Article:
But it's entirely possible that Senator Warren is proposing reforms she knows have no chance of passage, simply to widen the boundaries of debate. This is a basic tenet of negotiation. If you want a 20 percent raise, you ask for a 40 percent raise. But this isn't traditionally how the game over financial regulations has been played. By loudly advocating for policies that are outside the narrow confines of traditional political acceptability, she's expanding what political theorists call the Overton window and forcing other politicians to consider more moderate views that would have seemed fringe several years ago.
The new Glass-Steagall bill doesn't make a tremendous amount of sense. As Senator Warren herself told Andrew Ross Sorkin last year, repealing Glass-Steagall wouldn't have prevented the financial crisis or stopped the $6 billion London Whale trading losses at JPMorgan Chase. Bear Stearns and Lehman Brothers were both investment banks with no commercial banks attached to them, and their activities wouldn't have been prevented under the original Glass-Steagall. Neither would the activities of AIG, Fannie Mae, or Freddie Mac. And, as Matt Levine notes, the primary drivers of the financial crisis — mortgage lending and the use of derivatives like credit default swaps — were both permissible under the old Glass-Steagall regime.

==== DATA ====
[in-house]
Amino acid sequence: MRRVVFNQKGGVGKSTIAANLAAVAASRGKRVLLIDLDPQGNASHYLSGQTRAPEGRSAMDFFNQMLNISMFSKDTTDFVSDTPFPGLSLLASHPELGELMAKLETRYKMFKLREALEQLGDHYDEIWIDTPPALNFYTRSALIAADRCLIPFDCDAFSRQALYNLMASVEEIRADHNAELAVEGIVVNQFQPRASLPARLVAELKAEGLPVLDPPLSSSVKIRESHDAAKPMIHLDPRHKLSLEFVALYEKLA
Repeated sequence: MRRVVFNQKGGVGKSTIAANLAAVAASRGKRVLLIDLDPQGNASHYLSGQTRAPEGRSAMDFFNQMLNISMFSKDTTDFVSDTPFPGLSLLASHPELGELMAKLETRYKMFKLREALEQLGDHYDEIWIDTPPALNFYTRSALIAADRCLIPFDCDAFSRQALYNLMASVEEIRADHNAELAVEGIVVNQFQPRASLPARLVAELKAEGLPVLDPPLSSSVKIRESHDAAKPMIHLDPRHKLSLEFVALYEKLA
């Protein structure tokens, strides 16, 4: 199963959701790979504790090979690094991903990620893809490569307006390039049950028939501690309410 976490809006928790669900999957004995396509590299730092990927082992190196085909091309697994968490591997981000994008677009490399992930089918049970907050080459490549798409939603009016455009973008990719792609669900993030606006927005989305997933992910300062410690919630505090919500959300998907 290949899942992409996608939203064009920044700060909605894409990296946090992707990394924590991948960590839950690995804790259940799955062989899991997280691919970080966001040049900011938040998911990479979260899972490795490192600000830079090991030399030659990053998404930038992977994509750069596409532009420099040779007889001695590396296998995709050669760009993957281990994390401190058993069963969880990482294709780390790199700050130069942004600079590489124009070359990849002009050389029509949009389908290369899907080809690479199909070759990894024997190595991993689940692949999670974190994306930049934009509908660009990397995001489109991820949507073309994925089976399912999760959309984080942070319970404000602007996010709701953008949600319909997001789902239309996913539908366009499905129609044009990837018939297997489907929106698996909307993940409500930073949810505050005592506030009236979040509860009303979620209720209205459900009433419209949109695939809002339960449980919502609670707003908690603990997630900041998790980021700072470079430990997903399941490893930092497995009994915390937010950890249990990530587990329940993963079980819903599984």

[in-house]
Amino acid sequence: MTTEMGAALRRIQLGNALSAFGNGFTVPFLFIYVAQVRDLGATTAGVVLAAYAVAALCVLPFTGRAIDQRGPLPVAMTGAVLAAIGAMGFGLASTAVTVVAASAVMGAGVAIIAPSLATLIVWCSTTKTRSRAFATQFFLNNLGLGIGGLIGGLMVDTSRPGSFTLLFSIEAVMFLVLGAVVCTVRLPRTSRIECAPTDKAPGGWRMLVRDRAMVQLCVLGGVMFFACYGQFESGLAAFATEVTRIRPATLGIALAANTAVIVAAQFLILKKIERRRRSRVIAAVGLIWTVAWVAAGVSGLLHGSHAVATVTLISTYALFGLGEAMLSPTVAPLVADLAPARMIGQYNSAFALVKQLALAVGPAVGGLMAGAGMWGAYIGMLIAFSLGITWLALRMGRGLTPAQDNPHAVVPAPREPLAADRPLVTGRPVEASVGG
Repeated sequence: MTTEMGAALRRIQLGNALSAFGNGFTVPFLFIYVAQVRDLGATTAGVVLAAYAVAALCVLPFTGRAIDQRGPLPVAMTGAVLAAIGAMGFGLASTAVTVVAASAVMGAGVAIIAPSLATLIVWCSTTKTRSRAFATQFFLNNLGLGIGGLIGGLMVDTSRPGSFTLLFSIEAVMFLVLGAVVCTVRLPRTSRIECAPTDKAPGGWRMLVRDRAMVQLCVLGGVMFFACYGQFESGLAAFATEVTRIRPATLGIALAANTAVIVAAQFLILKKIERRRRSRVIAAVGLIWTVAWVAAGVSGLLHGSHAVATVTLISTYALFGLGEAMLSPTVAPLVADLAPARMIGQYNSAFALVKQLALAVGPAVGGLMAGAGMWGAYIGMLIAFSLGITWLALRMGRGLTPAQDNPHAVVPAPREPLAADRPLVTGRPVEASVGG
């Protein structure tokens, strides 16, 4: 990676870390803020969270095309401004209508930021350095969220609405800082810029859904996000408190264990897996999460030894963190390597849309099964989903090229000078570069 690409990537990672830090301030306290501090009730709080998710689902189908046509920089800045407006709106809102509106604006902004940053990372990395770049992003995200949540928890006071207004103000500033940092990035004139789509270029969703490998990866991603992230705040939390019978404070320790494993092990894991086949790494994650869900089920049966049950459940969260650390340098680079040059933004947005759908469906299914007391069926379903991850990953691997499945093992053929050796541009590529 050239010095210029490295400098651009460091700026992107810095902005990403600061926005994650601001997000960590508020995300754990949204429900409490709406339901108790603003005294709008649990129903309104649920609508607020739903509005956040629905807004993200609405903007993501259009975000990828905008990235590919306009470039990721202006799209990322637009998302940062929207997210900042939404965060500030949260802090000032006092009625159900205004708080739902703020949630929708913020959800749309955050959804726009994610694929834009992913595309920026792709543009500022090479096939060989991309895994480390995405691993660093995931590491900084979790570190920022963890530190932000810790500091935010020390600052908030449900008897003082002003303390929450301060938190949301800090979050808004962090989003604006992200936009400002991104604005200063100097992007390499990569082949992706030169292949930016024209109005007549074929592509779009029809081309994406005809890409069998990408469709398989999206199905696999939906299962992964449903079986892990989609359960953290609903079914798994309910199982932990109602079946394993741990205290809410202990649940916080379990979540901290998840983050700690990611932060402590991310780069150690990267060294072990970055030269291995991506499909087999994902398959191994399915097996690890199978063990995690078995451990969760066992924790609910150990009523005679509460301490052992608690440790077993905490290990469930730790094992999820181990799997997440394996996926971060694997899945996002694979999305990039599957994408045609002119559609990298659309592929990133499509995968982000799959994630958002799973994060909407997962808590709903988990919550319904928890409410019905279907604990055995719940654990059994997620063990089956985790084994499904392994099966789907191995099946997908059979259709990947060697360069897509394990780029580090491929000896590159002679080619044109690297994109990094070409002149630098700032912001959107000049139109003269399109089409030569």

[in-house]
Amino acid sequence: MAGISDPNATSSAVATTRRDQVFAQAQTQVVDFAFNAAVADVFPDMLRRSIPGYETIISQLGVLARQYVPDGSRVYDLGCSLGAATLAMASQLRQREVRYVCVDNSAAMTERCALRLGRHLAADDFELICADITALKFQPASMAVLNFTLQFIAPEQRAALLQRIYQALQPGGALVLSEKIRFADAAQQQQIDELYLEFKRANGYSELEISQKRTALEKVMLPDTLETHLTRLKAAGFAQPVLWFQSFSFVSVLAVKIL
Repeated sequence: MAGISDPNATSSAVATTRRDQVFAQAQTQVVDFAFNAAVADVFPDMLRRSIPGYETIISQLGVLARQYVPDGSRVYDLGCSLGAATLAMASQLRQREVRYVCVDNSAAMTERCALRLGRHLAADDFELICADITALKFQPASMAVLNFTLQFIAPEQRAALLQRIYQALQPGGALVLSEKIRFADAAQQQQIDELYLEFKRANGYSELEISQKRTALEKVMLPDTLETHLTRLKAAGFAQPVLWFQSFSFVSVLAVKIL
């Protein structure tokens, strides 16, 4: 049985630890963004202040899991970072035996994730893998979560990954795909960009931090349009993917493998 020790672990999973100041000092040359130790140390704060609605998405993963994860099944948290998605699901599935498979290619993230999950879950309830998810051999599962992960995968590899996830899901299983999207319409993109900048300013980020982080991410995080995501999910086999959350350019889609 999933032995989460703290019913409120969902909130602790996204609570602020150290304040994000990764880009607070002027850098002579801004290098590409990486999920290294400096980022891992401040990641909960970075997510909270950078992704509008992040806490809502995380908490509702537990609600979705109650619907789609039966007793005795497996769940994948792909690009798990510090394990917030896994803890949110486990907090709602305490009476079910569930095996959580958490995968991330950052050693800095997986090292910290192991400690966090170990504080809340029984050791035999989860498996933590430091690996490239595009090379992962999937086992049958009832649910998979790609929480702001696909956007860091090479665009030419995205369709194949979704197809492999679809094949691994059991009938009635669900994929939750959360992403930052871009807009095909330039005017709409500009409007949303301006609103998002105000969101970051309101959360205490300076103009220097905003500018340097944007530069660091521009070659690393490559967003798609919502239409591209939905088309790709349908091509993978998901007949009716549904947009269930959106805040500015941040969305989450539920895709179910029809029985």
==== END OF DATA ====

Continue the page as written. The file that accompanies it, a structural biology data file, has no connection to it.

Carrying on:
If Senator Warren herself is willing to admit that reinstating Glass-Steagall's bank-separation provisions wouldn't have prevented the financial crisis, she must have another motive for introducing it. And I suspect it's more complicated than grandstanding or staying true to principles.
The truth is that many senators don't know what capital ratios or rate swaps are, never mind being able to write legislation around them. And in the same way that Wall Street's informational advantage gives it an automatic edge over ordinary investors, Warren's knowledge of the financial markets gives her automatic authority in Congress. Even if she's a freshman senator, her knowledge has allowed her to coalition-build like a veteran. And that ability — not a single bill or years of Internet fame — is what could make her quest to reform Wall Street successful.
Bankers and their lobbyists shouldn't be worried that Senator Warren's new Glass-Steagall legislation will pass. It won't. And passing is largely beside the point. The more interesting achievement is that she's managed to bring ideas like these into the realm of political acceptability and get support from both sides of the aisle for them. Warren's "make banking boring" campaign may look silly to finance-world cynics, but it's entirely possible that she's engineering a new political consensus that will do much more damage to Wall Street in the long term than simply breaking up a few banks.